Sta Hungry Stay Foolish

Stay Hungry. Stay Foolish.

A blog by Leon Oudejans

Taiwan and Ukraine

1 September 2015

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Taiwan is expected to face a major regime change on 16 January 2016. “If the current mood holds, voters stand ready to punt Mr. Ma’s Kuomintang party not only from the presidency but also, for the first time, from parliament as well – a major shift in a territory the People’s Republic of China claims as its own, at a time when Beijing is already struggling to contain a market crisis and the fallout of slowing growth”. (Globe, 31 August 2015)

I have been wondering for quite some time about the approaching Chinese implosion. There are quite some economic indicators that point towards this implosion: property market, stock market, interest rates, currency rate. There is an interesting – and recommended – article about the analogy between the situations of 2008 USA and 2015 China and even ancient Rome 11 BC (The Big Picture). 

I have also been wondering for some time about the increased Chinese cyber espionage, especially the hack into the United States Office of Personnel Management as well as the Chinese claims towards the South China Sea. “Taiwan was the most-targeted country in the Asia-Pacific region during the first half of 2014 for hacking attempts aimed at penetrating computer systems to steal data, according to U.S. data security firm FireEye Inc.”(Reuters)

In fact, “Taiwan, along with China and four Southeast Asian countries, is a claimant in the South China Sea, though this fact is sometimes overlooked. On paper, Taiwan and China share the same claims. The dashed or U-shaped line encapsulating much of the South China Sea appears on both Taiwanese and Chinese maps.” (Brookings)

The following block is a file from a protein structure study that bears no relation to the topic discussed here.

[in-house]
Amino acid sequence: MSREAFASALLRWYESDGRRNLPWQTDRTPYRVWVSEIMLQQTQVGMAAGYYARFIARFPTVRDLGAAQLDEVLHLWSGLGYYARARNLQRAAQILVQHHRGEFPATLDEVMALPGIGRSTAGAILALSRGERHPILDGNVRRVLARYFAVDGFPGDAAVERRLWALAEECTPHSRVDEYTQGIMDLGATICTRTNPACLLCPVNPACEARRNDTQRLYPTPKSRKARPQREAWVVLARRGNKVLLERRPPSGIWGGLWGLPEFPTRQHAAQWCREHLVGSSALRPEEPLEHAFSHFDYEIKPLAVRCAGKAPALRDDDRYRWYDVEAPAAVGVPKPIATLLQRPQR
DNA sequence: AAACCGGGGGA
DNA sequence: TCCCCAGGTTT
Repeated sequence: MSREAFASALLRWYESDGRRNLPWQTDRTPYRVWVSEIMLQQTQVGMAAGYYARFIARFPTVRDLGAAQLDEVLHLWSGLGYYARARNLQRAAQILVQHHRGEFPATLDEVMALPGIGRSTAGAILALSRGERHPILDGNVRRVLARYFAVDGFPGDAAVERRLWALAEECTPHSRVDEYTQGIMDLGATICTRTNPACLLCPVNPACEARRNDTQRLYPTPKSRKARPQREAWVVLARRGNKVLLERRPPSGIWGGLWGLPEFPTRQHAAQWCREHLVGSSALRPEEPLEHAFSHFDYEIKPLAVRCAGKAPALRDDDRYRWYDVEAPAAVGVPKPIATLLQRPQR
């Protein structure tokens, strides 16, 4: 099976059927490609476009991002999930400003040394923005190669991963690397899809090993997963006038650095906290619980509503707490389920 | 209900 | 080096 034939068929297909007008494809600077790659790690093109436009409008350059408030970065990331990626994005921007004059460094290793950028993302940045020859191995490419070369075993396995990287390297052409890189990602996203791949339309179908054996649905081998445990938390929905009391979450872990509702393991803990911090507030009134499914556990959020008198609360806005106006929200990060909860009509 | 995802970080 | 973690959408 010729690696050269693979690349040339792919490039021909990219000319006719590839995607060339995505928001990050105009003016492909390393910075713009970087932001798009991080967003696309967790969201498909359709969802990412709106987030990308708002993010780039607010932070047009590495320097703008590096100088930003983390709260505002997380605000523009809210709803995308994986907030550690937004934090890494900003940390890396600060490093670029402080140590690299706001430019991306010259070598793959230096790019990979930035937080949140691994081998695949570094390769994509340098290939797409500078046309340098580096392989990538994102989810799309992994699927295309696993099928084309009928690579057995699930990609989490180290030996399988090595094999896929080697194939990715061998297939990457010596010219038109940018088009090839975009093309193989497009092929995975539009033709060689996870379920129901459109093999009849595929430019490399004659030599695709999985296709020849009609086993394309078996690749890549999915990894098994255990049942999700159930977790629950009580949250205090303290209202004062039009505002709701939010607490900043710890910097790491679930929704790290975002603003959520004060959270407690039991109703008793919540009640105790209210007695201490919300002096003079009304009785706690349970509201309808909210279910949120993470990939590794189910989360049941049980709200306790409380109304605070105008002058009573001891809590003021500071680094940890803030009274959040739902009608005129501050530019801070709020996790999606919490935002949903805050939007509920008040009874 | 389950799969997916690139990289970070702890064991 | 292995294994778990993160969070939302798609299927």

In fact, there are some strikingly, uncanny, similarities between Taiwan and Crimea/Ukraine. Both countries are considered being part of their main neighbour’s territory. Both neighbours face serious domestic issues (e.g., economy, social stability). Moreover, both countries face(d) an unwelcome – and unacceptable – regime change in the eyes of their main neighbour. 

“A win for Tsai Ing-wen, the presidential candidate currently polling at 40 per cent for the opposition Democratic Progressive Party, would mark a new era for Taiwan. [..] But with attitudes in Taiwan growing more skeptical toward China, Ms. Tsai has also said she would “uphold the right of the people to decide their future free of coercion.” The implicit warning to China, whose President Xi Jinping has said there must soon be a “final resolution” between the two sides, prompted the Communist-run Global Times tabloid to warn last week that any showdown with Beijing would put Taipei in a “highly dangerous situation.” China still considers Taiwan a renegade state that it could use force to repossess, and many Taiwanese remember with fear the tense summer 20 years ago when China fired missiles not far from the island’s shores.” (Globe, 31 August 2015)

“History, Mr. Ma added, offers a warning against Taiwan turning its back on China. Over the past 3,000 years, the two sides have been unified for 70 per cent of the time and separate the rest – but the transitions have not been simple. “Without exception, when we have moved from unification to separation or separation to unification, it took war,” he said”. (Globe, 31 August 2015)

What would the world do when the Crimean situation would be repeated in Taiwan? Abstain again?

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